By the same token, further reductions in Fed funds with the Main Street economy doing OK will simply stoke further inflation pressures and probably generate a rise in the US import bill. Neither would be particularly supportive for the dollar.
For the time being, of course, anything remains possible due to the uncertainty surrounding the money market. No one ever said that the Fed and other central banks have an easy job....but then again, neither do those of us charged with making profitable trades on the back of what those guys decide to do. As long as market confidence remains this fragile, smaller-than-usual positions make sense. In many ways, Macro Man was relieved to see a signal to take off his FX carry basket this morning; FX carry is no place to be when liquidity is lousy, interest rates are rising, and there's a potentially high CPI print in the pipeline.

Posted by Macro Man at 8:17 AM  

15 comments:

I'd say your £20 is as safe as whatever the new safe thing is now that houses aren't safe any more. 4.3 isn't out of the question.

jdc said...
9:33 AM  

Yeah, I made the bet a few months ago that CPI would print 4% by year end. He's more or less conceded defeat already.....

Macro Man said...
9:41 AM  

Questioning one's premises is one of the most difficult things to do. After all, if you hold a premise, that is one of the things at the base of your knowledge. It's easy to question one's higher level assumptions. For example, if growth speeds up in the US, should the USD go up or down? It's easy to question your assumptions about that because you can point to weaker growth in the US helping the USD through a slowdown in imports that help to reduce the US trade deficit. Or you could say that slower growth in the US would undermine rates of return on capital, which would hurt the USD.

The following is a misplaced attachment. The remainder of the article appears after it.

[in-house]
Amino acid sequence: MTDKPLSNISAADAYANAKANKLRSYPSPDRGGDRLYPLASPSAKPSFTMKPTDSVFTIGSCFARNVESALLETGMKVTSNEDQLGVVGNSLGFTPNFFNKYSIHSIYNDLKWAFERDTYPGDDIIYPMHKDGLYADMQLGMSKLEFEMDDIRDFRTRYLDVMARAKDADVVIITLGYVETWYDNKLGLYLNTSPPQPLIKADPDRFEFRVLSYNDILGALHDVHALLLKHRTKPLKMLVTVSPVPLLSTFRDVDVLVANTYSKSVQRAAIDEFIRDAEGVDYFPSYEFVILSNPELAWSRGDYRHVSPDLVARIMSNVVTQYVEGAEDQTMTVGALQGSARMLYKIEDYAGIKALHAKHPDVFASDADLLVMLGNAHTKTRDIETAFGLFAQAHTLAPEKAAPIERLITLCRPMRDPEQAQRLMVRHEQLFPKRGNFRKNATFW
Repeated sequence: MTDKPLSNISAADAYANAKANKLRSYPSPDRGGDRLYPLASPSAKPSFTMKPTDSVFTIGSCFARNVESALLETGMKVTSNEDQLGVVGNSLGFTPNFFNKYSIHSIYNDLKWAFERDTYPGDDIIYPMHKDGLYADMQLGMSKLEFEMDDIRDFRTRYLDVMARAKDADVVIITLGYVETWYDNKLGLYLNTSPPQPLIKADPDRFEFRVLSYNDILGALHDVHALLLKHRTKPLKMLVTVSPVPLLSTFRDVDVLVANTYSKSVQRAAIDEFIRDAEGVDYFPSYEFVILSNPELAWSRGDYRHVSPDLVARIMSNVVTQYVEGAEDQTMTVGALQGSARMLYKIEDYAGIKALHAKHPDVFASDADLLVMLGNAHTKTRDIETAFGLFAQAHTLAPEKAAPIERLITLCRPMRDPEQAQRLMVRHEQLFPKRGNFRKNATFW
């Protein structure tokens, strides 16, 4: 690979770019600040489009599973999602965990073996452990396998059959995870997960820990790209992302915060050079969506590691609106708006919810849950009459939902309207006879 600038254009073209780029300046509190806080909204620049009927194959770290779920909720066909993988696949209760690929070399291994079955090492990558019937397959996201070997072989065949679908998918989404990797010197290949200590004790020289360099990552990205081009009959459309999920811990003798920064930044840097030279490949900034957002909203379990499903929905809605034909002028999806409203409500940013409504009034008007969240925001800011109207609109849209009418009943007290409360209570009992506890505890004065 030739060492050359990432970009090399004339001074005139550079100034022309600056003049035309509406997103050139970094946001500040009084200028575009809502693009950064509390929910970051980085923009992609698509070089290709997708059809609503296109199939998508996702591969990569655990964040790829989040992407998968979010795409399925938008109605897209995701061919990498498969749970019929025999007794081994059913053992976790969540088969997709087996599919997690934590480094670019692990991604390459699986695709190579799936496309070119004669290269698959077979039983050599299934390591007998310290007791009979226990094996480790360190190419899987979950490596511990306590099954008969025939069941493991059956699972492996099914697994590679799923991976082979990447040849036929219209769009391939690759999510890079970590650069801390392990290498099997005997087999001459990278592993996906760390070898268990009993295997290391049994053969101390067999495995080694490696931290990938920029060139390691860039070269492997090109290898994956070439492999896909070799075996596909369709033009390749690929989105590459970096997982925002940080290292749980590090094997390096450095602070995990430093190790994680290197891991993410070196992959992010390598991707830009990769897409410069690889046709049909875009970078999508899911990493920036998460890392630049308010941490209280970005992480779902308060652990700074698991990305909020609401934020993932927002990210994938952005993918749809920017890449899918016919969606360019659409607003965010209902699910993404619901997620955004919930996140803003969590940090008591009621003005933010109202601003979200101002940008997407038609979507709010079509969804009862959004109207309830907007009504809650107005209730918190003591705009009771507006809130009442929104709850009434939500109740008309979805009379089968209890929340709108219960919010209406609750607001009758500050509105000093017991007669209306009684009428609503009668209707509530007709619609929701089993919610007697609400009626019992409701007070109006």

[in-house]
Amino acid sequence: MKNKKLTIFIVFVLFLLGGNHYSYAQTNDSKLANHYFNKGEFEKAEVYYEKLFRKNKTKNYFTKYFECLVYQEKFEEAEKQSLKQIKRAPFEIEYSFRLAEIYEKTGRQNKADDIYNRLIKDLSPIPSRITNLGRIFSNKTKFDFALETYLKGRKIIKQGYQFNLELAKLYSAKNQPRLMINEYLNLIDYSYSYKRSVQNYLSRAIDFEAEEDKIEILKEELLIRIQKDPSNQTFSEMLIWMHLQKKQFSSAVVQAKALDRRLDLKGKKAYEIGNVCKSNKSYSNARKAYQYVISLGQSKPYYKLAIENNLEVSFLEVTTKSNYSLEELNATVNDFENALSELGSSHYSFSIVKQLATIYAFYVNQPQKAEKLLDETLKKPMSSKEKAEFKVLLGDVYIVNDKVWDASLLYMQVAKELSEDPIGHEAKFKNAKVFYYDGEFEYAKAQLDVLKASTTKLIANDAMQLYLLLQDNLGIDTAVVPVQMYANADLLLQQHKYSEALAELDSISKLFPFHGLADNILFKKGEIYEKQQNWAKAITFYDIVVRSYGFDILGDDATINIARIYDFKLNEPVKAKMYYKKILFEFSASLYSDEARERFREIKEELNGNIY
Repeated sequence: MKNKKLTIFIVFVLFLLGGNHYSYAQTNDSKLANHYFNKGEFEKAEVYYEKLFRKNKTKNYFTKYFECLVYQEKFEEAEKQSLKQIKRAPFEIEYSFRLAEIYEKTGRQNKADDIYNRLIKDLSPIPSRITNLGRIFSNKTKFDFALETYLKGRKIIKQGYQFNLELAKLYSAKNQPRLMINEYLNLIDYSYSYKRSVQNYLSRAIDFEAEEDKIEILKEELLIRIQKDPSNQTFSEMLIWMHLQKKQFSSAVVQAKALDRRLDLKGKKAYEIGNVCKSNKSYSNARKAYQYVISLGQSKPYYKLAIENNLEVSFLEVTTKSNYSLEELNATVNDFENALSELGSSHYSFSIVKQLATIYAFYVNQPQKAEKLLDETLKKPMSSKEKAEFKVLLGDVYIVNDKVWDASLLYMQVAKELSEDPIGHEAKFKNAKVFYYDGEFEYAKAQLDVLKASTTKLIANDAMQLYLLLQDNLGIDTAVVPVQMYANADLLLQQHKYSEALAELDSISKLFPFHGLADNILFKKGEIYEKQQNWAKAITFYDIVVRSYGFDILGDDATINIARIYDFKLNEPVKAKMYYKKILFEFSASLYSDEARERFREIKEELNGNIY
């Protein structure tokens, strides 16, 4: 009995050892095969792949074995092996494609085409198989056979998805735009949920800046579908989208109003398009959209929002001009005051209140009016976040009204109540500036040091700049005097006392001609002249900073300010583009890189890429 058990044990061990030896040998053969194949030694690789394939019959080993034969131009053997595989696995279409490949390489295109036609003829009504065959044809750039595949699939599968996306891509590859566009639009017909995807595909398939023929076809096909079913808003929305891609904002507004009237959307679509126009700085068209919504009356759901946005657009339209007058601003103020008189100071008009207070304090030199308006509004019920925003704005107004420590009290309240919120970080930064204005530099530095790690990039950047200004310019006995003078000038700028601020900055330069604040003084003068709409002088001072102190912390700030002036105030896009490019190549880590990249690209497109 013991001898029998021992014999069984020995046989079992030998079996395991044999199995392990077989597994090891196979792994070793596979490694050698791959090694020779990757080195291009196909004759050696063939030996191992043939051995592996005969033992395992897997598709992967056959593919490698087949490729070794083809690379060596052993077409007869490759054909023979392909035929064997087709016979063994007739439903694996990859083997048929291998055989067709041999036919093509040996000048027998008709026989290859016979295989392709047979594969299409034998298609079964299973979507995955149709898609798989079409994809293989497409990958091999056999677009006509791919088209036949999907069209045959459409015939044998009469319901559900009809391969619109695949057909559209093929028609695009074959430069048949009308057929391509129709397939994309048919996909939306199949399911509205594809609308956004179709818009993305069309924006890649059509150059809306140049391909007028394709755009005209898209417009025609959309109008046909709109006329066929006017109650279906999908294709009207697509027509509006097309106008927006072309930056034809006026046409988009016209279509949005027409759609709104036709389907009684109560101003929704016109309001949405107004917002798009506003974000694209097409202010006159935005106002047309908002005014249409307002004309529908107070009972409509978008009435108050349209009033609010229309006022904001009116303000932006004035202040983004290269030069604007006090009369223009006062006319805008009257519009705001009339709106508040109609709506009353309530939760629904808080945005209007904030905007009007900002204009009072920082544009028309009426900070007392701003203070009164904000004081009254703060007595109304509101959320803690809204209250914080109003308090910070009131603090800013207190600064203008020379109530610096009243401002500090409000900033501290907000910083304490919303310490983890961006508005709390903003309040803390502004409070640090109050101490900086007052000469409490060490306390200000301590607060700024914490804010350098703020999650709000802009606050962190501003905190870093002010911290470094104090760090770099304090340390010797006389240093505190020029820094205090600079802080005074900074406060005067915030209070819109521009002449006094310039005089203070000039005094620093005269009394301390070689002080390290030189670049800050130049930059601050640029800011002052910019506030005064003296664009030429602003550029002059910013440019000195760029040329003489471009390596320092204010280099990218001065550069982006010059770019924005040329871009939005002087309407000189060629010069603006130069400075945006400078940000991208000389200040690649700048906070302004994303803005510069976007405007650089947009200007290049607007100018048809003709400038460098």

However, it is more difficult to question one's assumption that Fed rate cuts would boost the rate of inflation. This is a closely held premise of Macro Man and probably others who read this blog. I say, question your premise. No, I am not going to give you the alternative answer. That's for you to figure out. I merely point out that you can go very badly wrong in your trading conclusions based on a faulty premise.

Anonymous said...
9:47 AM  

Anonymous, the primary driver of inflation in this economic cycle has been the inability of commodity supply to keep up with increased commodity demand. This is "real" inflation rather than a monetary phenomenon.

However, commodity prices have also been impacted by an invoice currency issue; a falling dollar has generated a rise in the dollar-denominated price of many commodities. There have been a few recent econometric studies demonstrating a degree of causality between recent dollar weakness in exchange markets and higher dollar-denominated commodity prices. This causality is not always present, but it has been recently.